Friday, January 6, 2017

Robert Pete Williams


Robert Pete Williams (March 14, 1914 – December 31, 1980)[1] was an American Louisiana blues musician. His music characteristically employed unconventional structures and guitar tunings, and his songs are often about the time he served in prison.His song "I've Grown So Ugly" has been covered by Captain Beefheart, on his album Safe as Milk (1967), and by The Black Keys, on Rubber Factory (2004). Williams was born in Zachary, Louisiana, to a family of sharecroppers. He had no formal schooling,[1] and spent his childhood picking cotton and cutting sugar cane. In 1928, he moved to Baton Rouge, Louisiana and worked in a lumberyard. At the age of 20, Williams fashioned a crude guitar by attaching five copper strings to a cigar box, and soon after bought a cheap, mass-produced one. Williams was taught by Frank and Robert Metty, and was at first chiefly influenced by Peetie Wheatstraw and Blind Lemon Jefferson. He began to play for small events such as Church gatherings, fish fries, suppers, and dances. From the 1930s to the 1950s, Williams played music and continued to work in the lumberyards of Baton Rouge.He was discovered by ethnomusicologists Dr Harry Oster and Richard Allen in Louisiana State Penitentiary, where he was serving a life sentence for fatally shooting a man in a nightclub in 1956, an act which he claimed was in self-defense.Oster and Allen recorded Williams performing several of his songs about prison life, and pleaded for him to be pardoned. Under pressure from Oster, the parole board issued a pardon, and commuted his sentence to 12 years. In December 1958, he was released into 'servitude parole', which required 80 hours of labor per week on a Denham Springs farm without due compensation, and only room and board provided. This parole prevented him from working in music, though he was able to occasionally play with Butch Cage and Willie B. Thomas at Thomas's home in Zachary. By this time, Williams' music was becoming popular, and he played at the 1964 Newport Folk Festival.By 1965, he was able to tour the country, traveling to Los Angeles, Massachusetts, Chicago and Berkeley, California. In 1966 he also toured Europe. In 1968 he settled in Maringouin, west of Baton Rouge and began to work outside of music. In 1970, Williams began to perform once again, touring blues and folk festivals throughout the United States and Europe. His music has appeared in several films notably, the Roots of American Music; Country and Urban Music (1971); Out of the Blacks into the Blues (1972) and Blues Under the Skin (1972) the last two being French-made films. His most popular recordings included "Prisoner's Talking Blues" and "Pardon Denied Again". Williams has been inducted into the Louisiana Blues Hall of Fame. In 2014, he was inducted into the Blues Hall of Fame. Williams reduced his activities by the late 1970s, and died in Rosedale, Louisiana on December 31, 1980.

Friday, December 9, 2016

Reverend KM Williams blends blues.


Reverend KM Williams Band blends blues influences from many regions examiner.com - Chicago.... Clarksdale... and Texas. All these regions spawned their own brand of blues music. But, whether it's Deep Blues from Mississippi's Hill Country or grittier sounds by way of the city of Chicago, musicians generally play in a style picked up from their own particular area. But, the Reverend KM Williams Band is the glorious exception to this rule of geo-specific music. Although the Reverend hails from Texas' Red River region and learned some licks from Elmore James, he has a voice that' s reminiscent of John Lee Hooker and plays Hill Country blues/sanctified boogie with the best of them. So, right there, he's got a nice musical melange going on. Williams, who was born in 1956 started playing music in the 1960s and was inspired by the music of a varied selection of artists including John Lee Hooker, Blind Willie Johnson and R.L. Burnside. Williams' style is a bit reminiscent of the Mississippi Hill Country blues artists with his fairly simple tunes and repetitive distorted guitar riffs backed mostly by just percussion accompaniment.Williams also plays some powerful slide guitar.

Tuesday, December 6, 2016

Sunday, November 20, 2016

Thomas Shaw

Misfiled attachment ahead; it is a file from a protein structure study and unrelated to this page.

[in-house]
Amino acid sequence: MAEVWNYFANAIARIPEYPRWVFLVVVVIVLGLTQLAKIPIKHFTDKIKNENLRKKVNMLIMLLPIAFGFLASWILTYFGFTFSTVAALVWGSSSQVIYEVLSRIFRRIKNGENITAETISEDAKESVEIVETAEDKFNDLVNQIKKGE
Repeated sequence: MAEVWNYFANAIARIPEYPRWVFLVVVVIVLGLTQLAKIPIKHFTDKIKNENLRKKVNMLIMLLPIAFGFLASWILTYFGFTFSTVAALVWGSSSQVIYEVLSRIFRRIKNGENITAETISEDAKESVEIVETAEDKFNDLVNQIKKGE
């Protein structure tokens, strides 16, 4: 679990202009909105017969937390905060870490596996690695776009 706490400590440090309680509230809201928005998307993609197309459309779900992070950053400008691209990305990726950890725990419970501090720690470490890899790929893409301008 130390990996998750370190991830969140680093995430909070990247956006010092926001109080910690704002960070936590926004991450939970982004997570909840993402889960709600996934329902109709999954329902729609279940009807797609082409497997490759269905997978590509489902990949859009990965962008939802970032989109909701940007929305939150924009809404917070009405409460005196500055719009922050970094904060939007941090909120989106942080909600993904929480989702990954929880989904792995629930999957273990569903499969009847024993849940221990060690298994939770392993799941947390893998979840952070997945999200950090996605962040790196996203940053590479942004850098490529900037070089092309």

Thomas Edger Shaw, who like Mance Lipscomb got a late opportunity to shine after a lifetime of developing his gift. And like Mance, he had plenty of inspiration to draw upon, learning to play from the granddaddy of them all, Blind Lemon Jefferson. Born in Brenham in 1908, Thomas forged his own style after studying first hand with Blind Lemon, Blind Willie Johnson and J. T. Funny Papa Smith. He also briefly accompanied Texas Alexander. He may be the only bluesman to have known and played with all of these essential Texas bluesmen. He finally got to record his first album at age 62 in 1970 for Advent Records. Like Mance and his old Washington County neighbor Blind Arvella Gray, he could not resist recording his own version of Blind Willie Johnson’s “Motherless Children” and like them made it his own and thrilled crowds with his ability to do both Blind Lemon and Blind Willie favorites. Thomas travelled many miles all over the country to find his audience, and like another Washington County neighbor, L. C. Robinson, ended up in California in 1934. Transplanted Texans on the West Coast loved that he could lay down Jack O’ Diamonds, Two White Horses in Line, and See That My Grave Is Kept Clean, received right from Blind Lemon’s corner to their ears. Tom’s musical journey was begun while playing with his father, an accomplished and popular performer in Washington County, Texas, who exposed him to the harmonica, guitar and accordion. After his father passed away in 1917, He played in a band with his brothers and his Uncle Fred Rogers, who kind of treated him as the young and dumb kid in the family, and he developed quite a chip on his shoulder because of it. In this band he was competing with cousins Willie and Bertie Shaw, both great blues guitarists, his brother Leon on the piano, and his other brother Louis on the harmonica. There never really was a hole made for him. While working in the cotton patch in Moody, Texas, he finally met Blind Lemon Jefferson one weekend in 1927 while playing in Waco and the energy and enthusiasm he gleaned from him made him put down the old harmonica and pick up the guitar. Jefferson himself would show him how. Shaw bought a little Stella for 8 bucks from Aegis Patterson, another blues buddy, and his life was never the same. For the first time he thought he could do this! One night in 1929 in west Texas he was thrown into an impromptu show down with Ramblin’ Thomas and gained a great deal of confidence when he felt like he really smoked him, as the audience seemed to go nuts over the Blind Lemon songs he knew. Later he would get to meet J. T. “Funny Papa” Smith while picking cotton in Oklahoma, and soon he could play his songs as well as the master, or so he remembered. He even recalled once beating Mance Lipscomb in a guitar picking show down. His gig with Funny Papa Smith ended abruptly when “Funny Papa” was hauled to jail on murder charges in 1931. Thomas played to entertain Texas Alexander as well. Alexander, never a guitarist himself, supposedly proclaimed him the winner in a show down with several blues guitarists. After Alexander was thrown in prison for murder as well, Thomas Shaw went out on his own, ending up in California. He also hung out with Mance Lipscomb, T-Bone Walker and Smokey Hogg. His acquaintances read like the Who’s Who of Texas Blues.In 1941 he did a radio gig in California and played live blues to California blues lovers. And then a long period of playing just because he loved to play.After moving to San Diego in 1930, Shaw got into the wrecking business — which he had just sold — and played his music in gospel churches. He became Reverend Shaw of Noah’s Temple of the Apostolic Faith, which met in the lower half of his house for many years . Shaw learned skill from Blind Lemon Jefferson, but he explains that his music was instilled in him earlier than that. “My daddy was a preacher and a composer, and he’d sing to me while I sat in his lap. I paid him no heed, but after he died his songs came to me overnight.” “It was a gift God gave to me. Still, his time came when a blues revival came in the 70’s and Thomas was there to sing the old songs, just like he remembered them, to a new generation of enthusiastic listeners. He found new purpose in doing something he loved, something his whole family teased him unmercifully about, but they were mostly dead now, and it was up to Tom Shaw to carry on the family music legend. And so he did. And he was always glad to tell you all about it. Shaw recorded for Advent, Blue Goose and Blues Beacon and his work appeared on some compilation albums as well. Thomas Shaw died in San Diego as a beloved California bluesman in 1977.